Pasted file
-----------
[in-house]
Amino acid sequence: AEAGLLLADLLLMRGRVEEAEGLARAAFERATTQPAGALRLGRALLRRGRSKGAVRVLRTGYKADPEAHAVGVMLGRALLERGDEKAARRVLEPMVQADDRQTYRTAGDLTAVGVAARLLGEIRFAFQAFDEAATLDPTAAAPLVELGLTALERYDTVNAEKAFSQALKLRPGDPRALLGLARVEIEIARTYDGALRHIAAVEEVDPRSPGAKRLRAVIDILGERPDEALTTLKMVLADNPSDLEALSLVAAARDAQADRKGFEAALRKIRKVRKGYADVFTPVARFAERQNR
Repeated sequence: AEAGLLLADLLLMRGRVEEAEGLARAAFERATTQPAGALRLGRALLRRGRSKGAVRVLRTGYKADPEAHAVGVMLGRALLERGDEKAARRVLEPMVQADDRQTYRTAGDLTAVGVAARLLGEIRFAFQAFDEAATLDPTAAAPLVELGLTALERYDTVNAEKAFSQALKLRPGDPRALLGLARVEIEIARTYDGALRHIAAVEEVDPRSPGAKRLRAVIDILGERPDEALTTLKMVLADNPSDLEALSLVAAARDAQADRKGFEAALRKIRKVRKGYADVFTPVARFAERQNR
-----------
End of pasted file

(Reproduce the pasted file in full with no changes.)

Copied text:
[in-house]
Amino acid sequence: AEAGLLLADLLLMRGRVEEAEGLARAAFERATTQPAGALRLGRALLRRGRSKGAVRVLRTGYKADPEAHAVGVMLGRALLERGDEKAARRVLEPMVQADDRQTYRTAGDLTAVGVAARLLGEIRFAFQAFDEAATLDPTAAAPLVELGLTALERYDTVNAEKAFSQALKLRPGDPRALLGLARVEIEIARTYDGALRHIAAVEEVDPRSPGAKRLRAVIDILGERPDEALTTLKMVLADNPSDLEALSLVAAARDAQADRKGFEAALRKIRKVRKGYADVFTPVARFAERQNR
Repeated sequence: AEAGLLLADLLLMRGRVEEAEGLARAAFERATTQPAGALRLGRALLRRGRSKGAVRVLRTGYKADPEAHAVGVMLGRALLERGDEKAARRVLEPMVQADDRQTYRTAGDLTAVGVAARLLGEIRFAFQAFDEAATLDPTAAAPLVELGLTALERYDTVNAEKAFSQALKLRPGDPRALLGLARVEIEIARTYDGALRHIAAVEEVDPRSPGAKRLRAVIDILGERPDEALTTLKMVLADNPSDLEALSLVAAARDAQADRKGFEAALRKIRKVRKGYADVFTPVARFAERQNR